Nav: Home

Researchers shed new light on influenza detection

May 05, 2017

Researchers at the University of Notre Dame have discovered a way to make influenza visible to the naked eye, according to a new study in the Journal of the American Chemical Society. By engineering dye molecules to target a specific enzyme of the virus, the team was able to develop a test kit that emitted fluorescent light when illuminated with a hand-held lamp or blue laser pointer.

Scientists used test samples that mimicked that of an infected patient, and spiked the samples with the enzyme, called neuraminidase, which had been purified from flu virus. The samples emit red fluorescent light as a positive indication of the influenza virus. Blue fluorescent light signals a negative result. The same process also allowed scientists to determine which of two approved antiviral drugs would be a better treatment option for the individual patient.

While still a prototype, researchers believe that with optimization the diagnostic could be developed to be used in point of care clinics or the home environment for a rapid, easy to interpret test for the presence of influenza.

"Viral cultures are the gold standard for diagnosis of influenza but take several days to develop. By targeting an enzyme inherent to the virus and identifying its presence in a sample, we can make a rapid determination of the influenza in a patient for an efficient and immediate diagnostic that would improve patient treatment and reduce overuse of antivirals," said Bradley Smith, Emil T. Hofman Professor of Chemistry and Biochemistry in the Department of Chemistry and Biochemistry, director of the Notre Dame Integrated Imaging Facility and co-author of the study.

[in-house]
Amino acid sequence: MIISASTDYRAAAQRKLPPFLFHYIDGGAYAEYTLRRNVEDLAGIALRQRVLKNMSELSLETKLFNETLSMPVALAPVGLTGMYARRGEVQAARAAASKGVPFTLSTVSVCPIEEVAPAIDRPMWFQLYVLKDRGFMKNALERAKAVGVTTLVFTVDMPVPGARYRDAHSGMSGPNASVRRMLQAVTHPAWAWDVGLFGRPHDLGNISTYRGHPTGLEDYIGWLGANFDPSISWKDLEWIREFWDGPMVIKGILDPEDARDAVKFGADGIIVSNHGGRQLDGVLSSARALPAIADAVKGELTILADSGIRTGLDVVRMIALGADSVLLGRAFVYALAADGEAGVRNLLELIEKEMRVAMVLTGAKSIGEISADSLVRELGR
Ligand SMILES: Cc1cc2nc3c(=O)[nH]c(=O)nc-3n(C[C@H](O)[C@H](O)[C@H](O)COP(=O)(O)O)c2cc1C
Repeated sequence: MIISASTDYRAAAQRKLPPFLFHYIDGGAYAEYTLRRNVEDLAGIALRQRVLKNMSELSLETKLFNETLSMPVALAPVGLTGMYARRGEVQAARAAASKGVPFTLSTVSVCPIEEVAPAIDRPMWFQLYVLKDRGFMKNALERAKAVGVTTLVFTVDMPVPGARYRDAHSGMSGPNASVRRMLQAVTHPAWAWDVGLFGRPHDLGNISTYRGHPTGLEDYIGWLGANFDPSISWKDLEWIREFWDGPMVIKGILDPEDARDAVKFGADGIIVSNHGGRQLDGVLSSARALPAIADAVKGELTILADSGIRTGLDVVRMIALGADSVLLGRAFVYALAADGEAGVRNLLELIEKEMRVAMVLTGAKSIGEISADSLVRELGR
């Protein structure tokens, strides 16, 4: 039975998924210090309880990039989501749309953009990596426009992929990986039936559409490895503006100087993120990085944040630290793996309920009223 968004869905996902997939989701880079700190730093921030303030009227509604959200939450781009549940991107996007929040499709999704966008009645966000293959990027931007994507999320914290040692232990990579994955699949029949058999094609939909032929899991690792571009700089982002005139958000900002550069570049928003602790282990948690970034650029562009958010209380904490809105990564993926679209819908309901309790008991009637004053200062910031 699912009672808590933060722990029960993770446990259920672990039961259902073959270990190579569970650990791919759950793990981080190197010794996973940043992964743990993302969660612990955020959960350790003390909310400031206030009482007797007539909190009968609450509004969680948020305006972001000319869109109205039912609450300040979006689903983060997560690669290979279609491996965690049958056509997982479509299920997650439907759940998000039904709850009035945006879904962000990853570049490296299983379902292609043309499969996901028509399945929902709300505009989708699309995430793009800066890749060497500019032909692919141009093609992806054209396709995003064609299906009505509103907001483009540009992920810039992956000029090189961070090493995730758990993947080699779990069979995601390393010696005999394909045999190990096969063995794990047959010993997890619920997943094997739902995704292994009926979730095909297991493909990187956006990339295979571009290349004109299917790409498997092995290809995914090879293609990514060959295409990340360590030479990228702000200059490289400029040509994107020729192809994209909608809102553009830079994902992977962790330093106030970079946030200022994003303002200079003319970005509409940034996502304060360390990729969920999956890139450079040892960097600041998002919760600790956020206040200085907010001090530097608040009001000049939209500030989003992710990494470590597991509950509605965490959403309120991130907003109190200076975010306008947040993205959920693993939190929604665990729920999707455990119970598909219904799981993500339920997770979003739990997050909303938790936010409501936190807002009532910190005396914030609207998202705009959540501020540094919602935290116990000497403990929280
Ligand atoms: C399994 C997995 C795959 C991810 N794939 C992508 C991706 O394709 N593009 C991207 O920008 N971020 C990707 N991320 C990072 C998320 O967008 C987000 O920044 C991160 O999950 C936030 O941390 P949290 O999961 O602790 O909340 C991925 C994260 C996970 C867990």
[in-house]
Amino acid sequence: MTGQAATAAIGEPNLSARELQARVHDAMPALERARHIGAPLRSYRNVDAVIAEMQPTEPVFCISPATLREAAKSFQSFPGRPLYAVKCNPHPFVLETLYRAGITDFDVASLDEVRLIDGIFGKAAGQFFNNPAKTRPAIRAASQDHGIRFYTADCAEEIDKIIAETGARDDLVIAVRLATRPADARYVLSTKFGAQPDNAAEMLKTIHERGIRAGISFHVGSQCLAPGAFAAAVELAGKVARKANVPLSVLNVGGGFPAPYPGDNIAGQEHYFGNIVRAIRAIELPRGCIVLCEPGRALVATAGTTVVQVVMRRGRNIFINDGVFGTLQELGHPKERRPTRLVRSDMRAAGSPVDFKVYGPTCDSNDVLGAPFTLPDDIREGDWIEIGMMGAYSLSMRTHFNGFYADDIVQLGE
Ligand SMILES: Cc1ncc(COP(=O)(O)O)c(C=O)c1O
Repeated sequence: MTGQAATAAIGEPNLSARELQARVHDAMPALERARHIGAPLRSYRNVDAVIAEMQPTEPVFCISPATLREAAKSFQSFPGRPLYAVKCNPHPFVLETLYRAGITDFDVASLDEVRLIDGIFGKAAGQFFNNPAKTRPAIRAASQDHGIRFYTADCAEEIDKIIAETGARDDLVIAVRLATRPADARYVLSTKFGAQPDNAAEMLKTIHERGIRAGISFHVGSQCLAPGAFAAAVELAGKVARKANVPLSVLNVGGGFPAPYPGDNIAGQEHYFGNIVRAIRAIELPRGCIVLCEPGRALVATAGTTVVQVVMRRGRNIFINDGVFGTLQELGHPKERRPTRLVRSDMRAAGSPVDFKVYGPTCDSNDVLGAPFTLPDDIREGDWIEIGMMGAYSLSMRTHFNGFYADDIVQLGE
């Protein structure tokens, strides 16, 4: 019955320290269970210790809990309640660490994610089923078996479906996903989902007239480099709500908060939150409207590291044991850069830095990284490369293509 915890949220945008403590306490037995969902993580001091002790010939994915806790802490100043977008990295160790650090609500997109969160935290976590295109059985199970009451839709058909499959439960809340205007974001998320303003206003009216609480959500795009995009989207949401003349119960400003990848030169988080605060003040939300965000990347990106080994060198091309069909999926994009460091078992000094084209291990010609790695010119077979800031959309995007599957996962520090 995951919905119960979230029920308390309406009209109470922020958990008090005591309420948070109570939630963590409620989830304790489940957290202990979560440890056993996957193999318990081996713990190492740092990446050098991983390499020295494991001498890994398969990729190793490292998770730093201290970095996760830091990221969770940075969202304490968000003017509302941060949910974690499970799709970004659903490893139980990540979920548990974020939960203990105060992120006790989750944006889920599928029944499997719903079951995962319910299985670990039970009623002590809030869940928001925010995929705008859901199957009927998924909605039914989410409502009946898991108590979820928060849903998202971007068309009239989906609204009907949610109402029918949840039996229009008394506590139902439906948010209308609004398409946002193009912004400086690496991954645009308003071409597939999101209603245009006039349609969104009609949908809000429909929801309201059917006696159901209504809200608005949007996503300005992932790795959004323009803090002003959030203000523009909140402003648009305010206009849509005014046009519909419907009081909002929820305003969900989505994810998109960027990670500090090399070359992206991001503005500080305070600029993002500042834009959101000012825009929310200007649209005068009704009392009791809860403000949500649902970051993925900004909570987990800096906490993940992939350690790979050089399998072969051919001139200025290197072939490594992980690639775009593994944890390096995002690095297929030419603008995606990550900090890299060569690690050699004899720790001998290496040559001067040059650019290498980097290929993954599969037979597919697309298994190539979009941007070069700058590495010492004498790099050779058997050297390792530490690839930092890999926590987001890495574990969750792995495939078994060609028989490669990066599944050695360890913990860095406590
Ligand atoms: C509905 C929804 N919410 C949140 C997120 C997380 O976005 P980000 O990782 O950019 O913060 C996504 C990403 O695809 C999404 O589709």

Smith and his team created a new method to detect neuraminidase, which is located on the surface of the virus. Researchers began by designing a dye molecule to emit red fluorescent light when it interacts with the neuraminidase. Following validation of enzyme recognition, researchers then tested the dye with two antiviral drugs used to treat influenza -- Zanamivir, also known as Relenza, and Oseltamivir, known widely as Tamiflu. The antivirals are neuraminidase inhibitors. Samples containing dye and neuraminidase were combined with each of the antivirals and illuminated. Red fluorescence indicated the enzyme was still active, meaning the antiviral failed to inhibit the virus in that patient. Blue light indicated the enzyme had been blocked, presenting an effective treatment option.

The study, which received funding from the National Science Foundation and Notre Dame's research initiative, Advanced Diagnostics and Therapeutics, focused specifically on fluorescence detection of the virus and efficacy of the two inhibitors. Smith's team hopes to build upon these results in the future.
-end-


University of Notre Dame

Related Influenza Articles:

Birds become immune to influenza
An influenza infection in birds gives a good protection against other subtypes of the virus, like a natural vaccination, according to a new study.
Researchers shed new light on influenza detection
Notre Dame Researchers have discovered a way to make influenza visible to the naked eye, by engineering dye molecules to target a specific enzyme of the virus.
Maternal vaccination again influenza associated with protection for infants
How long does the protection from a mother's immunization against influenza during pregnancy last for infants after they are born?